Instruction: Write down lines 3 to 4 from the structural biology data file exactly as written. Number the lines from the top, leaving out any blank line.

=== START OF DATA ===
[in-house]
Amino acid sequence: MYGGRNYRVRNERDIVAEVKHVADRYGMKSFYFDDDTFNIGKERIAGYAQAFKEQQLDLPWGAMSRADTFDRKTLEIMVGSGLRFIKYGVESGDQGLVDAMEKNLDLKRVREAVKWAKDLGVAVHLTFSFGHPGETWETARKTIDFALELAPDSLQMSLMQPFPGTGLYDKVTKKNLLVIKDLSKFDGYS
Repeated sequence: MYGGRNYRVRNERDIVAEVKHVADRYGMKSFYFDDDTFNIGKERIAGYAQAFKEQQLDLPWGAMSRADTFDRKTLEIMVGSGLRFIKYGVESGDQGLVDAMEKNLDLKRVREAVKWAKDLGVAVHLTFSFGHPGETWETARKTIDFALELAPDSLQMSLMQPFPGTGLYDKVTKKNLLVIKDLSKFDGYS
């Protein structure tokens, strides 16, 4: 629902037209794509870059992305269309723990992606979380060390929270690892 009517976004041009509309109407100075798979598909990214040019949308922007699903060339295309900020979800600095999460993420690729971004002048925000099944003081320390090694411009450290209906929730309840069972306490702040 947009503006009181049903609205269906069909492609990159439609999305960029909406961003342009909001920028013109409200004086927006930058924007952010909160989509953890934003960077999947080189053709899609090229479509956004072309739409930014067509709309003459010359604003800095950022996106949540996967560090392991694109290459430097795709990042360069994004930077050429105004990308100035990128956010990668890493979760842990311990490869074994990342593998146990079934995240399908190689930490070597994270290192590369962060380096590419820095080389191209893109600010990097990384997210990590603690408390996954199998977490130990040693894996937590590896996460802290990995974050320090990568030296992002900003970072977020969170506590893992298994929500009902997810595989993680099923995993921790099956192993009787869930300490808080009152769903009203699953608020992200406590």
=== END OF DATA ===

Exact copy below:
Repeated sequence: MYGGRNYRVRNERDIVAEVKHVADRYGMKSFYFDDDTFNIGKERIAGYAQAFKEQQLDLPWGAMSRADTFDRKTLEIMVGSGLRFIKYGVESGDQGLVDAMEKNLDLKRVREAVKWAKDLGVAVHLTFSFGHPGETWETARKTIDFALELAPDSLQMSLMQPFPGTGLYDKVTKKNLLVIKDLSKFDGYS
């Protein structure tokens, strides 16, 4: 629902037209794509870059992305269309723990992606979380060390929270690892 009517976004041009509309109407100075798979598909990214040019949308922007699903060339295309900020979800600095999460993420690729971004002048925000099944003081320390090694411009450290209906929730309840069972306490702040 947009503006009181049903609205269906069909492609990159439609999305960029909406961003342009909001920028013109409200004086927006930058924007952010909160989509953890934003960077999947080189053709899609090229479509956004072309739409930014067509709309003459010359604003800095950022996106949540996967560090392991694109290459430097795709990042360069994004930077050429105004990308100035990128956010990668890493979760842990311990490869074994990342593998146990079934995240399908190689930490070597994270290192590369962060380096590419820095080389191209893109600010990097990384997210990590603690408390996954199998977490130990040693894996937590590896996460802290990995974050320090990568030296992002900003970072977020969170506590893992298994929500009902997810595989993680099923995993921790099956192993009787869930300490808080009152769903009203699953608020992200406590």